The original form of his name is "Imen" that means "The Hidden One". Many forms and names of Amun were worshipped. He was called "The Only One" too. At this point the science of religions thinks to find similarity with the monotheist religions. Some of the concepts around Amun are the same as the concepts of the gods in religions that worship an only, invisible transcendent being not to be named. Is it possible that there was a more secret, mystic religion in Egypt beyond the well-known polytheism practised by the public?

The twin-feathered crown of Amun

The decoration of Amun's crown usually rather hard to figure out. It is often stylized, and the fashion of the crown is obscure a bit. This picture is interesting because every detail is clearly visible and it verifies that the crown has feathers on it.

Most often Amun is portrayed in anthropomorphic shape wearing double feather-crown on his head. He appears also in the form of a ram. The passage leading to his temple in Karnak is guarded by hundreds of ram-headed sphinxes till the present days. The ram is the symbol of fertility and creation in the Egyptian religious concept. It symbolized the creating power only the most ancient gods could possess. These gods were present at the creation of the world and know its destiny from the beginning to the end. That's why the people turn to them - first of all to Amun - if they want to know about the future. He is also represented in the form of a goose, which is the result of the identification with the Great Gaggler. He is also referred to as the ancestor of Ra's begetters, the saint of all saints (Imen Djeser Djeserew).

His festival - the Opet-ceremony - was performed in the second month of the season of inundation and it was one of the most spectacular events of Egypt.

At the beginning his female partner was first Amaunet who accompanied Amun all along his cult, but she was replaced more and more by the new family of the deity, the other two members of the Theban Triad, Mut and Khons.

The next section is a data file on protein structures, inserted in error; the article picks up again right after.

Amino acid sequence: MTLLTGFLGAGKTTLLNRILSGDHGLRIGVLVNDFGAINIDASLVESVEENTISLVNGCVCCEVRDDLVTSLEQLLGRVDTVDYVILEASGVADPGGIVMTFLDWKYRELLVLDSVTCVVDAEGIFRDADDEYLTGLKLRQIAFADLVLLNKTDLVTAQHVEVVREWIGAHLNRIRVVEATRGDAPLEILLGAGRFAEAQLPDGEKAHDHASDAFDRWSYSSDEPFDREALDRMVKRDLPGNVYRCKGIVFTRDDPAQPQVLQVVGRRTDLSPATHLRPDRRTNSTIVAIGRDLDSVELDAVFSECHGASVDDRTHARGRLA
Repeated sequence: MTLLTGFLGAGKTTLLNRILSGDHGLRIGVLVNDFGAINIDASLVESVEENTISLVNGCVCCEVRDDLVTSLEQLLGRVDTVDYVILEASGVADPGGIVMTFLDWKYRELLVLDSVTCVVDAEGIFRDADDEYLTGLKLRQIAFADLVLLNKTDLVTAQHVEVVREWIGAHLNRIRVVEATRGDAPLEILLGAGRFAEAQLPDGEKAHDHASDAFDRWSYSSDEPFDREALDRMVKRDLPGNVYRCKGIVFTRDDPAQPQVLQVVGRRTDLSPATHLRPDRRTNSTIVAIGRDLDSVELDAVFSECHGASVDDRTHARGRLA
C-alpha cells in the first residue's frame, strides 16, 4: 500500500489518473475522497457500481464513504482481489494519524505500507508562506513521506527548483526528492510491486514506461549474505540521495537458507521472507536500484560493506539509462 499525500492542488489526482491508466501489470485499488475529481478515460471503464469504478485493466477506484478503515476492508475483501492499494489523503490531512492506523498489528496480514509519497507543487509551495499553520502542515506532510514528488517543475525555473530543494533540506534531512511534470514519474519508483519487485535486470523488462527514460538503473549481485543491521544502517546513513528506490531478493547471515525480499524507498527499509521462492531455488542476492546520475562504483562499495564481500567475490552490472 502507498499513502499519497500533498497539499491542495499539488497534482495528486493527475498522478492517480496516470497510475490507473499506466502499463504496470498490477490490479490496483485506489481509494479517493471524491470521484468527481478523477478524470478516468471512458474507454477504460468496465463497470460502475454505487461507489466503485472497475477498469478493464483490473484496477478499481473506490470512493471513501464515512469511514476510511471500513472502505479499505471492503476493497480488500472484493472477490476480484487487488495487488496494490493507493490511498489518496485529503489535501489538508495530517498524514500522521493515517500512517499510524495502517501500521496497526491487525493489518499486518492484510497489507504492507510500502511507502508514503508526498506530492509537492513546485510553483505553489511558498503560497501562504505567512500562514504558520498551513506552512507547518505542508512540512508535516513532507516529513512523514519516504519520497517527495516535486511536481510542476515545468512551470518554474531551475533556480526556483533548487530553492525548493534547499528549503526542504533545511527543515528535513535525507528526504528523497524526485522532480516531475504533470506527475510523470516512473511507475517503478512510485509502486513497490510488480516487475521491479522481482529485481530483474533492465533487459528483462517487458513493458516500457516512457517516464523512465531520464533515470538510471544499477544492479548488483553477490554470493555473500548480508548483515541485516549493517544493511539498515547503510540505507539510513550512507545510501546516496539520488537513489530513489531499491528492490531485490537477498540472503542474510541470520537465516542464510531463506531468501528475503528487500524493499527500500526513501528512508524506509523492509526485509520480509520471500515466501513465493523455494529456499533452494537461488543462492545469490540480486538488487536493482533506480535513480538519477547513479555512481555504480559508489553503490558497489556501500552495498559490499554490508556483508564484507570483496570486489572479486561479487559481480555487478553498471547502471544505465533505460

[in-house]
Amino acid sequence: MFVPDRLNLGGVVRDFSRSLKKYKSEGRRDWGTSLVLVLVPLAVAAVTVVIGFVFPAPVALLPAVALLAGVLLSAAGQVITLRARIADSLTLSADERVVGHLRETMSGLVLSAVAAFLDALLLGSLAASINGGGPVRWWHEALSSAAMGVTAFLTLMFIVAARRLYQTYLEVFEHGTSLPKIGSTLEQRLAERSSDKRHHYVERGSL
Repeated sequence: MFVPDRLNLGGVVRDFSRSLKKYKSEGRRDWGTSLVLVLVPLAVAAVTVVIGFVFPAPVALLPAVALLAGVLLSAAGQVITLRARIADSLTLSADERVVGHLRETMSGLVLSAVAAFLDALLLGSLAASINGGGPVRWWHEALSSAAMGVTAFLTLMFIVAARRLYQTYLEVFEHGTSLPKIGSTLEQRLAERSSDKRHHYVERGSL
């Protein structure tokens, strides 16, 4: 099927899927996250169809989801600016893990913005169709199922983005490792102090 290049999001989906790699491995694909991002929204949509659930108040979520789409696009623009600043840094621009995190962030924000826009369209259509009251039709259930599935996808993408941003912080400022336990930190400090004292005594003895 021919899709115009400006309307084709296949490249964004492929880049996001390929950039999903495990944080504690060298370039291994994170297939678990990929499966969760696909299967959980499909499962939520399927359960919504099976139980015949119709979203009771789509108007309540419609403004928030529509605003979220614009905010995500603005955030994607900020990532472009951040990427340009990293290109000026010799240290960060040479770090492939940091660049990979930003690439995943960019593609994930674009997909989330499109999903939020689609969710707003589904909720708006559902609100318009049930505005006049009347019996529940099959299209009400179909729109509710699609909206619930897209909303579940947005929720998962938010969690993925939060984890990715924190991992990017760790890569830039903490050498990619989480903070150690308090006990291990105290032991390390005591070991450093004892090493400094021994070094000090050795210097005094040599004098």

Besides, Amun's family had earthly members too, the pharaohs (as we have already referred to in the story of Alexander the Great). Every ruler of the New Kingdom considered himself to be the son of Amun but in the case of certain pharaohs this ideology gained extra attention. Queen Hatshepsut used him to enforce his unstable legitimacy. Have the gods ever seen a woman on the throne of Egypt? So the queen tried to extremely stress the prove his divine origin in order to make the country accept her as pharaoh. According to her inscription Amun had visited the queen's mother in her sleep and fathered Hatshepsut. The inscription tells the story of that night in naughty details and says that the god blessed the mother-queen with a child of his own seed. This story deleted every doubt about the queen's right to the crown of the Two Lands.

The worship of Amun was present in the Egyptian religion for many millennia. This is a long period, even for a cult. Nor the church of the Christian god is older than 2000 years. And how interesting! The apparatus organized around him has asked and gained as dominating political role as the clergy of Amun. They owned the same economic power, and the Vatican is the city of God, just like Thebes is the city of Amun during the 11-9th century B.C. I suppose it is not an overstatement to say that the cult of Amun meant the same in the ancient Egypt as the Christianity means in our age.

Ram-headed sphinx of Amun in front of Karnak Temple. - (C) 1999 ESzAH

Amon as a ram-headed sphinx in front of the Karnak Temple